Reimagining A Story

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A good story can last the test of time. There are many classics that we grow up reading that have become cultural standouts over the years. Classic stories will always be the classics for a reason, but sometimes a good reimagining of an old tale is just what a story needs. Times change, and sometimes a story just begs to be told in a new and interesting way. A few recent examples of this just this past year are The Chilling Adventures of Sabrina and Lost in Space. The changes in these stories are pretty drastic, but I’d argue that if these stories were told in the same way they once were they wouldn’t sit right with audiences.

Reimaginings happen all the time, and they aren’t as obvious as these two shows. Bridget Jones is a reimagining of Pride and Prejudice, and Avatar is a wild reimagining of Pocahontas. Another example is that they reimagine Spider-Man every couple of years! This year they reimagined him so many times there’s like… 6 versions of him!

If you’d like to reimagine a story yourself, here’s an article, written by John Kessel at Writer’s Digest, with some great tips on just how to do that: 6 Tips for Reimagining Classic Fiction in Your Writing

 

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Keeping Your Focus During The Holidays

Do the Holidays always catch you off guard as much as they do for me? This year it’s time to be ready and take them head-on. Many, like myself, simply react and do the best they can when the Holidays come around. This year, you can be ready, enjoy the Holidays to the fullest, and finish your work like a pro. It’s all doable, it just takes a little bit of planning. This article written by Jacquelyn Smith at Forbes isn’t geared specifically towards writers, but it does have some great tips for you.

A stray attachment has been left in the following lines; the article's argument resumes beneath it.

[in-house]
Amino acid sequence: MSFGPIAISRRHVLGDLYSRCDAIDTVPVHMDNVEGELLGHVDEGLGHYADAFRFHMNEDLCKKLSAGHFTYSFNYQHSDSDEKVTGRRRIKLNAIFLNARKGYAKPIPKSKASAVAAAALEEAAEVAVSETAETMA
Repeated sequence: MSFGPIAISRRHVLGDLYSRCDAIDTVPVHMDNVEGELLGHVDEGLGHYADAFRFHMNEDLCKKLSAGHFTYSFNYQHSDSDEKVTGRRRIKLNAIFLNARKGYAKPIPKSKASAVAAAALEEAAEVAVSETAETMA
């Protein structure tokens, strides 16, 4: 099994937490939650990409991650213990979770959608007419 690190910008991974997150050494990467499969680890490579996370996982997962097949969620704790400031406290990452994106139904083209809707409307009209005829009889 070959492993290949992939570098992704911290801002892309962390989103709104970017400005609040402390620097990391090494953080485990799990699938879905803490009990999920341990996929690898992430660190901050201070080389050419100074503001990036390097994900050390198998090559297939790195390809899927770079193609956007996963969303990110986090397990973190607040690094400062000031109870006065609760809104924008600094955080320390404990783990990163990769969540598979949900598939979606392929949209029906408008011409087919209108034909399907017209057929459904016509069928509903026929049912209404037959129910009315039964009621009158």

14 Ways to Stay Focused at Work Through the Holidays

The best holiday gift after all is not having to think about work, and to be able to spend time with the ones you love.

Writing A Novel

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This week, I’m posting up about something pretty cool. Books! I know I mostly post about film and television, because that’s mainly my background. I love books too, and may be posting some interviews for them from time to time. I found a great article on the best resources for writing a novel. Check it out if you feel you could use some help.

Jerry Jenkins: The 12 Best Books on Writing I’ve Ever Read

Friday Fun – Those Things Called Books

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Books are fun! You can learn things in them. It may hurt your brain a little, but trust me it’s totally worth it. As a writer, books can be your best friend. If I want to write the best possible story about a guy trying to make it in Hollywood, I could just make it up out of my head. It could be good, but it’d probably be much better if I read about other people’s success stories, and what they had to do to make it to the top. Another good thing could be reading about worst case scenarios, where the person became homeless because they didn’t make it. Every bit of information can help you be a better writer. When you read the best stories, it helps you write the best stories. When you read the worst stories, you’ll know what to avoid. Reading fiction and non-fiction can help a writer become more well-rounded. Fun facts are always great for conversation too. Just read. It’s good for your noggin.